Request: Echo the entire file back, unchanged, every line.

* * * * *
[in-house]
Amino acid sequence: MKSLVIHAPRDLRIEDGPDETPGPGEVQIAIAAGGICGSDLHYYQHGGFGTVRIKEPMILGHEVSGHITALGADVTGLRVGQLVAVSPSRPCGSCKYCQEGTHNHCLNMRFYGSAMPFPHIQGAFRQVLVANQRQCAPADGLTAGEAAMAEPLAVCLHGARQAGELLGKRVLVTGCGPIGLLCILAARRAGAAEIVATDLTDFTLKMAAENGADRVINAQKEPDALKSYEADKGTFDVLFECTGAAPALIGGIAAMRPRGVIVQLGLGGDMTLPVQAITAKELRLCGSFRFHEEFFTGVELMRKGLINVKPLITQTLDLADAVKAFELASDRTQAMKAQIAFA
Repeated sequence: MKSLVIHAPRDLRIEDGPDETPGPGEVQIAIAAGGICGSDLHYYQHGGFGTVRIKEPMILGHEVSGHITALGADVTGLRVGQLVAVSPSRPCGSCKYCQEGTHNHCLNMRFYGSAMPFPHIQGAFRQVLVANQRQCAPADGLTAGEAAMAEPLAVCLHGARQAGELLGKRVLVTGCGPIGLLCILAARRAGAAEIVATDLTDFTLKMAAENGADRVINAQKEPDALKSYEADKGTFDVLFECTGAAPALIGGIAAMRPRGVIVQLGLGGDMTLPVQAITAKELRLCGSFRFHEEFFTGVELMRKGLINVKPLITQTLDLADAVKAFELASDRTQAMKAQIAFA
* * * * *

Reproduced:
[in-house]
Amino acid sequence: MKSLVIHAPRDLRIEDGPDETPGPGEVQIAIAAGGICGSDLHYYQHGGFGTVRIKEPMILGHEVSGHITALGADVTGLRVGQLVAVSPSRPCGSCKYCQEGTHNHCLNMRFYGSAMPFPHIQGAFRQVLVANQRQCAPADGLTAGEAAMAEPLAVCLHGARQAGELLGKRVLVTGCGPIGLLCILAARRAGAAEIVATDLTDFTLKMAAENGADRVINAQKEPDALKSYEADKGTFDVLFECTGAAPALIGGIAAMRPRGVIVQLGLGGDMTLPVQAITAKELRLCGSFRFHEEFFTGVELMRKGLINVKPLITQTLDLADAVKAFELASDRTQAMKAQIAFA
Repeated sequence: MKSLVIHAPRDLRIEDGPDETPGPGEVQIAIAAGGICGSDLHYYQHGGFGTVRIKEPMILGHEVSGHITALGADVTGLRVGQLVAVSPSRPCGSCKYCQEGTHNHCLNMRFYGSAMPFPHIQGAFRQVLVANQRQCAPADGLTAGEAAMAEPLAVCLHGARQAGELLGKRVLVTGCGPIGLLCILAARRAGAAEIVATDLTDFTLKMAAENGADRVINAQKEPDALKSYEADKGTFDVLFECTGAAPALIGGIAAMRPRGVIVQLGLGGDMTLPVQAITAKELRLCGSFRFHEEFFTGVELMRKGLINVKPLITQTLDLADAVKAFELASDRTQAMKAQIAFA